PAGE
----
When you join the Army, you have to go through basic training. One aspect of basic training is physical fitness, or physical training, often called PT by soldiers. Soldiers must do a variety of exercises every day to increase their strength, stamina and endurance. Army basic physical fitness training also serves to improve cardiovascular and lung fitness, according to Stew Smith, former soldier and now a military fitness trainer.
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Any Army recruit will tell you he spent a lot of time on his toes and hands performing pushups. Pushups are designed to improve and maximize shoulder and arm strength, abdominal toning and endurance. While the number of pushups you'll have to perform will be up to the discretion of your drill instructor, recruits may have to do dozens of pushups on a daily basis. To pass PT testing in basic training, a male recruit between 17 and 21 years of age will need to do at least 35 pushups, while a female recruit needs to do at least 13, according to Military.com. A male recruit between 22 and 26 years old will have to do at least 31, while a female recruit will need to do at least 11. To train for the pushup portion of your PT test, do 1 minute of pushups. Then, rest for 1 minute. Repeat for three or four sets, aiming to do as many pushups with proper form as you can.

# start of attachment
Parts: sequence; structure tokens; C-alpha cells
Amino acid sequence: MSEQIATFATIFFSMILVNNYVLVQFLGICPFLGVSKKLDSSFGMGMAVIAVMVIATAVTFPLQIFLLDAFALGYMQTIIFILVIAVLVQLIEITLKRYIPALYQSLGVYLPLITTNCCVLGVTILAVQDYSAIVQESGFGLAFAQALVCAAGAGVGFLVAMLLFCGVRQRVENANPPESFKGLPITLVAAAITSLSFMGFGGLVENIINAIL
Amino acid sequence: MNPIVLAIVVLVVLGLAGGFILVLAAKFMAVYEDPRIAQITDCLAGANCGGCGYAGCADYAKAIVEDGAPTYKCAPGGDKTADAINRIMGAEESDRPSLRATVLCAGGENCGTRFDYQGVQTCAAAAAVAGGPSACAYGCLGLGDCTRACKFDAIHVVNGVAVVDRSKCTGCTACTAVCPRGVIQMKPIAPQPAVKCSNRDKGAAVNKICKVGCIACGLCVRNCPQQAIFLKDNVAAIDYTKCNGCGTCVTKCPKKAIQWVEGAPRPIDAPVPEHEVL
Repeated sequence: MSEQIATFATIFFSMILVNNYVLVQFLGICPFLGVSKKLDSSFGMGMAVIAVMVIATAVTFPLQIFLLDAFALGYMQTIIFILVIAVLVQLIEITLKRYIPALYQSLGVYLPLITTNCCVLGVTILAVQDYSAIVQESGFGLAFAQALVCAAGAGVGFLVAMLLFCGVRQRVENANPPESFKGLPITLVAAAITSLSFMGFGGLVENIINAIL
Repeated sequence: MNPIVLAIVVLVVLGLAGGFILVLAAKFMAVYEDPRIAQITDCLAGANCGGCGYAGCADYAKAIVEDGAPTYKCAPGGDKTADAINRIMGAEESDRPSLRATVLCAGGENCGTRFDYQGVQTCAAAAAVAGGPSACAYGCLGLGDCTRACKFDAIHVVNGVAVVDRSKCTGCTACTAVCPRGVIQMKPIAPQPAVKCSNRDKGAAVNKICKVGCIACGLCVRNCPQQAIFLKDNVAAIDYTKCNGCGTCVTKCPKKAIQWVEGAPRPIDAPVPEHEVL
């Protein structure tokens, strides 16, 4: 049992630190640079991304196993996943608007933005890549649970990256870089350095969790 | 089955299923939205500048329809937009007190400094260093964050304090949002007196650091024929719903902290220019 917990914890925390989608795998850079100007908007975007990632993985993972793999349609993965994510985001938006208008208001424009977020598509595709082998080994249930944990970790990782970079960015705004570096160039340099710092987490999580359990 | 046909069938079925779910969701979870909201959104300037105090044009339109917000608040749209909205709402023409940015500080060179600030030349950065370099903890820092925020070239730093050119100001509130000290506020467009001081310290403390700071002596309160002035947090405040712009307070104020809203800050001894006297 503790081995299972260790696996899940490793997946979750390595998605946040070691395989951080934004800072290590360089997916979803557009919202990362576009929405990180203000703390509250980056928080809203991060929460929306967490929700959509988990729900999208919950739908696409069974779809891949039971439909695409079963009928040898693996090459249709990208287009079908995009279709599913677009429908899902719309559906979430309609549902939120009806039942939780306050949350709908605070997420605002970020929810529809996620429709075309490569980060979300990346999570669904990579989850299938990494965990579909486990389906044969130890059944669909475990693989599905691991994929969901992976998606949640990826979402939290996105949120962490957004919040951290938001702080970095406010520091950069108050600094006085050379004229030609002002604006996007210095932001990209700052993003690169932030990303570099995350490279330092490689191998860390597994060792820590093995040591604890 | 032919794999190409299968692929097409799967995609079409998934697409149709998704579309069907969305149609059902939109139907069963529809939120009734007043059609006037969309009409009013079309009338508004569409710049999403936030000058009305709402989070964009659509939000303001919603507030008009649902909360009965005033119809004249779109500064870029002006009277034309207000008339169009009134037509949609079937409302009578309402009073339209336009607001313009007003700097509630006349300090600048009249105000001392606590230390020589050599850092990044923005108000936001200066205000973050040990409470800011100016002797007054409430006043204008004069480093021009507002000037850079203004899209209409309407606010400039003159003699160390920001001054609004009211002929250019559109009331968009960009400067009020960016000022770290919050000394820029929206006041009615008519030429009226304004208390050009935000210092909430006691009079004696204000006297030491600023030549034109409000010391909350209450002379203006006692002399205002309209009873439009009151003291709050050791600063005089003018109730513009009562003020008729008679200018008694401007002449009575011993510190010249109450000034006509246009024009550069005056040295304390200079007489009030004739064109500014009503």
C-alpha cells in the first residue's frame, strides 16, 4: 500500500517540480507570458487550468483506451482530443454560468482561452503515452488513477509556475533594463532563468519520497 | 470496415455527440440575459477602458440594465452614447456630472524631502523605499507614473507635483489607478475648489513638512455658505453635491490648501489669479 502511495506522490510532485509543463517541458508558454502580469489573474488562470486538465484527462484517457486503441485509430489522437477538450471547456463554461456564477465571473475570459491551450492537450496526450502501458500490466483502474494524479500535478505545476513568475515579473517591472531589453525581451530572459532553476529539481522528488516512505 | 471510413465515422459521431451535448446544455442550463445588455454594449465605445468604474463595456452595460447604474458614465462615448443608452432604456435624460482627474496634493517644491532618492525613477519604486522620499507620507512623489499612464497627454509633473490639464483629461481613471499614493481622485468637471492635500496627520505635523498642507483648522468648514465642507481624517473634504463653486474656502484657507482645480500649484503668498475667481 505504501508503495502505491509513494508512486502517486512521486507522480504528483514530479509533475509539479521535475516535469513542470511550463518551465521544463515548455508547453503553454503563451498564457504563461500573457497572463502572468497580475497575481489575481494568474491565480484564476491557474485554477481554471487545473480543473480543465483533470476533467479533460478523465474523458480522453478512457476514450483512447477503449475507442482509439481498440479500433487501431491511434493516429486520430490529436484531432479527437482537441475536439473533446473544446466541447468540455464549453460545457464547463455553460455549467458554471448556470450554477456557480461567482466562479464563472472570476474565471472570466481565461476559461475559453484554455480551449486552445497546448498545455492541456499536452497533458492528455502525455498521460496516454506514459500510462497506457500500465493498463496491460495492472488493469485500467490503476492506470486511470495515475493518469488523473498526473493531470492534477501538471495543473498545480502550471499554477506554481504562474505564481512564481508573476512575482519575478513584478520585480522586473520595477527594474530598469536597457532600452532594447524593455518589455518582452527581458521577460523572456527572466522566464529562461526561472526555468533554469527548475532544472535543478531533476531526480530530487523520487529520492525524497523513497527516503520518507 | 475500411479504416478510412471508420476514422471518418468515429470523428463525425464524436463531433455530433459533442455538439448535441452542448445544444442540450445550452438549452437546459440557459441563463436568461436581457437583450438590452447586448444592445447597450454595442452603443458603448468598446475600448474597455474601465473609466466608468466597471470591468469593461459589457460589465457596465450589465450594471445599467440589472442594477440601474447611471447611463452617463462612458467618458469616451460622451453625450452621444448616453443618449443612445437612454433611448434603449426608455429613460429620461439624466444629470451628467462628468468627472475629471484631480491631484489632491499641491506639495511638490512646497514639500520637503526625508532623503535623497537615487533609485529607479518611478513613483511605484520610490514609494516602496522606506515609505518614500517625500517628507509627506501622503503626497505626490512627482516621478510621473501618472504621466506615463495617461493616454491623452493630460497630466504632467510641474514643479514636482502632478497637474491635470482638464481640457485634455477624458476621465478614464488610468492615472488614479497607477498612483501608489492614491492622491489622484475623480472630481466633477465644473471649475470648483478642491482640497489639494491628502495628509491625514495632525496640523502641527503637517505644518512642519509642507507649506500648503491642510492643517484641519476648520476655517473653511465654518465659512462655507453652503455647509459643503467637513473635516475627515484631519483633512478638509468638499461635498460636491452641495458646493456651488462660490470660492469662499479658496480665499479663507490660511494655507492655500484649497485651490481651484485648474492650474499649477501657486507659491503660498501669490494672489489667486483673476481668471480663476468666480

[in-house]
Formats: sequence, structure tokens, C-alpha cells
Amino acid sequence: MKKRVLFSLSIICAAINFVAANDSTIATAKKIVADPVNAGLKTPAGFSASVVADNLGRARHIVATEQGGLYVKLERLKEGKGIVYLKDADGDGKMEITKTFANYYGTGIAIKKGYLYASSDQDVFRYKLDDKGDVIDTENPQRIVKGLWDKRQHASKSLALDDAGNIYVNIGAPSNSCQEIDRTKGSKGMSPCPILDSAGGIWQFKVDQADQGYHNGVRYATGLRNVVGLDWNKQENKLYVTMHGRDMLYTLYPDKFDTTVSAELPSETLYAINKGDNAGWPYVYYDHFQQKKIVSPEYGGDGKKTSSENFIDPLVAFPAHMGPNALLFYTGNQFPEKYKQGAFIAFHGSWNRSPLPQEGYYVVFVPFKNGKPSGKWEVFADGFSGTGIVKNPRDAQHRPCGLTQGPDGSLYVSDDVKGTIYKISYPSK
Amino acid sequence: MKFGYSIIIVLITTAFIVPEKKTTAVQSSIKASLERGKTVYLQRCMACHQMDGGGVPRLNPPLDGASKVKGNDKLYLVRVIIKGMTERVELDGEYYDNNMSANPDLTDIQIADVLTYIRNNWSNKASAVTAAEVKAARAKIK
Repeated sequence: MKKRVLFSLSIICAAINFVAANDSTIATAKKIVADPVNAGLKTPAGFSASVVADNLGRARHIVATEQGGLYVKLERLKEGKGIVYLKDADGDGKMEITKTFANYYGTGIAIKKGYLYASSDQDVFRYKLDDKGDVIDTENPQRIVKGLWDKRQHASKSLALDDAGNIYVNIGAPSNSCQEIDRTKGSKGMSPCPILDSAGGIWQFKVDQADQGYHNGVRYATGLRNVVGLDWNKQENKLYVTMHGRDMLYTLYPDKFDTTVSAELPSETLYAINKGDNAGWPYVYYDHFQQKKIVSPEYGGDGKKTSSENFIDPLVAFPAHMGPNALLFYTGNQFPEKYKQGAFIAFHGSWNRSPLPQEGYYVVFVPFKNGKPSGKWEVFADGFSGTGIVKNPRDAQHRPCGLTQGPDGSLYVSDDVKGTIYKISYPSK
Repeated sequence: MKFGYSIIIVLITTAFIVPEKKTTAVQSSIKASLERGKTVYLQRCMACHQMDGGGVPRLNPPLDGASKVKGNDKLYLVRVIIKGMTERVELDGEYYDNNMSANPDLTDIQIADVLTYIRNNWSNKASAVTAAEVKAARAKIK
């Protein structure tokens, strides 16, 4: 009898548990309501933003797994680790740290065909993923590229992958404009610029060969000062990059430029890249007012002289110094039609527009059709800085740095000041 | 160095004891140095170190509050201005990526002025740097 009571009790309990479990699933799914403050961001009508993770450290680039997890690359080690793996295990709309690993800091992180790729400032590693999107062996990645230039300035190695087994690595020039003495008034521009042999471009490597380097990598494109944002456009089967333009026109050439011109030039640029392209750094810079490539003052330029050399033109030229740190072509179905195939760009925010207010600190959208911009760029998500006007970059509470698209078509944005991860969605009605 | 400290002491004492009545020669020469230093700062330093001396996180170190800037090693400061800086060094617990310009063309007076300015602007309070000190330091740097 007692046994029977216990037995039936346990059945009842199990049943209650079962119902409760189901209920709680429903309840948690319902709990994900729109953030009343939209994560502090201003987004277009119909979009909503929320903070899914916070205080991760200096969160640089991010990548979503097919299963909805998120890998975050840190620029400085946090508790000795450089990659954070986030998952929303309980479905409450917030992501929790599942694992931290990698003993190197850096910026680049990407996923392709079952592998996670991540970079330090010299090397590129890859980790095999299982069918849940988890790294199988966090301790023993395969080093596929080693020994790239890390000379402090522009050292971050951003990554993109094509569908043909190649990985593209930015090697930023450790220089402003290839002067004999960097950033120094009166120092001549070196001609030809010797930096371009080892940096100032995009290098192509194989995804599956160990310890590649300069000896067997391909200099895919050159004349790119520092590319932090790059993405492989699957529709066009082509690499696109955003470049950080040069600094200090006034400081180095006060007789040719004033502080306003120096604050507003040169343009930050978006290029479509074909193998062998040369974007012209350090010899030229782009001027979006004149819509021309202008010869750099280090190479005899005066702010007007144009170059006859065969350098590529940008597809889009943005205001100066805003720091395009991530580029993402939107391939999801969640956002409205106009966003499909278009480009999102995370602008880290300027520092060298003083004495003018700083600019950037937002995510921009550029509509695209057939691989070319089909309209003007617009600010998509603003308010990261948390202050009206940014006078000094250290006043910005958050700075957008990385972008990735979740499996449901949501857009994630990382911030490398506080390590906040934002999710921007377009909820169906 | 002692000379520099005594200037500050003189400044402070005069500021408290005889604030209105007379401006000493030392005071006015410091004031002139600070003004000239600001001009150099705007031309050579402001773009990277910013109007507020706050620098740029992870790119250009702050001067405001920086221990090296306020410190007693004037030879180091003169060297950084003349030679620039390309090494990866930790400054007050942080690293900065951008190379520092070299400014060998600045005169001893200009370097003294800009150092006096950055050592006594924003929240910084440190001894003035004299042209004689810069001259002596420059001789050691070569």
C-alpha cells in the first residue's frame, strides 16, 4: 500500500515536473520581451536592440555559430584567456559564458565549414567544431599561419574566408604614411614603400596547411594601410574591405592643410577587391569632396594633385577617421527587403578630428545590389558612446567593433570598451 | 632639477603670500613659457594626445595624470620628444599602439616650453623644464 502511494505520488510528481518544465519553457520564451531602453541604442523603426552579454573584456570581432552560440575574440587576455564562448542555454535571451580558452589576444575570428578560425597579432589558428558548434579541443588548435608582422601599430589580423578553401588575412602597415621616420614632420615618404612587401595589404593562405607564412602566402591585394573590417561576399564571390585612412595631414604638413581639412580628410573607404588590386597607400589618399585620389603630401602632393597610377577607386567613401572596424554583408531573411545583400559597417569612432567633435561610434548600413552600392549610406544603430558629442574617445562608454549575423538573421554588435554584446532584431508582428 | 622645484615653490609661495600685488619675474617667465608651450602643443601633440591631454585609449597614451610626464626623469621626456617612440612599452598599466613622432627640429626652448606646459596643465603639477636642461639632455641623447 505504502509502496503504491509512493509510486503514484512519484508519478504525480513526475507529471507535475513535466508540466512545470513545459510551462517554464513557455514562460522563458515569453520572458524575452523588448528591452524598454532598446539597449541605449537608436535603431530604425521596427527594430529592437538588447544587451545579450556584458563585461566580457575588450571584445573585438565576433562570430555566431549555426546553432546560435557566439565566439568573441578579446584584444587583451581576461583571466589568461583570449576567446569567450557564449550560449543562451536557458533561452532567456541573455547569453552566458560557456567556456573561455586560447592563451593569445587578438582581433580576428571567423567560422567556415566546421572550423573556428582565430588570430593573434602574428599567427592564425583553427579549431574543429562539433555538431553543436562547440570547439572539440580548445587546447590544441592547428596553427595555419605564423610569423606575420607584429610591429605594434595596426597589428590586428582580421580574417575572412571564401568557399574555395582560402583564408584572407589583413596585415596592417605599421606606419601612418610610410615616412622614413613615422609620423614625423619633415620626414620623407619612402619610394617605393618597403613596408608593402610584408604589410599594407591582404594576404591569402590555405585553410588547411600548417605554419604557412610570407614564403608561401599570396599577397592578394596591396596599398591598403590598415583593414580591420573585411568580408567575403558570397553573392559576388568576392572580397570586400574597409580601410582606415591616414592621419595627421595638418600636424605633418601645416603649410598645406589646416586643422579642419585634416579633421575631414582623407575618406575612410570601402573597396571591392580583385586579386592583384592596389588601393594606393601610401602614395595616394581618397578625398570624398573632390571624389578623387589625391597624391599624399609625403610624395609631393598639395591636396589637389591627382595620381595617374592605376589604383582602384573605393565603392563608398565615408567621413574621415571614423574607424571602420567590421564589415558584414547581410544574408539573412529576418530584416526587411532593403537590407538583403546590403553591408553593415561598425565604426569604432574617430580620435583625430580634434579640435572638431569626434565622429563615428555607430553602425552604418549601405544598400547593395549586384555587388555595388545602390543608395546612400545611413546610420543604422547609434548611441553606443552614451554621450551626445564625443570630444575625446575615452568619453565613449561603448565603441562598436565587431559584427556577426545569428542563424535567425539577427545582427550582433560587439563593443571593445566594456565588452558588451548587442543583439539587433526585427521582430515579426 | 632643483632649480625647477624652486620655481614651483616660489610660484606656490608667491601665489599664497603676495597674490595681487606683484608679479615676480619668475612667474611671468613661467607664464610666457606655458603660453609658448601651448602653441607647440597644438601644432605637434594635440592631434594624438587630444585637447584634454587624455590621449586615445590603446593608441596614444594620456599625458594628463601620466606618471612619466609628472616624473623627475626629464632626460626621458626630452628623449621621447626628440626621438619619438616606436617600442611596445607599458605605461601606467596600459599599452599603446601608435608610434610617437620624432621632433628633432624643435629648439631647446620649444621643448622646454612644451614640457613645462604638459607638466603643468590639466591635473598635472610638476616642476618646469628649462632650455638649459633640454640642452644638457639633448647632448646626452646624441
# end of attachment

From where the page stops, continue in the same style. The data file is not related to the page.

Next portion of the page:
Situps increase core strength, and work all muscles of the abdomen and the hip flexors. Male and female recruits between the ages of 17 and 21 years going through basic training may expect to perform at least 47 situps, while those between 22 and 26 years of age will be required to perform at least 43. Crunches are not considered proper situps in the Army. Practice the good old-fashioned situp, with someone holding your feet and touching your elbows to your knees on the way up. Your heels have to stay on the ground during every phase of the situp, states GoArmy.com. To improve your situp performance on the PT test, do as many situps as you can, using correct form, in 1 minute. Then, rest for 1 minute and repeat for three or four sets.
Recruits going through basic training will run every day. PT is usually held early in the morning through all seasons and weather conditions. Running several miles every morning is a part of Army life and helps increase stamina and endurance. Male recruits between the ages of 17 and 21 will be expected to complete a two-mile run in 16:36 minutes, while those between 22 and 26 years of age must finish in about 17:30, according to Military.com. As you're training for the test, do some interval training. Increase your pace for 1/4 mile and recover at a slower pace for 1/4 mile. Repeat the intervals over a 2-mile distance.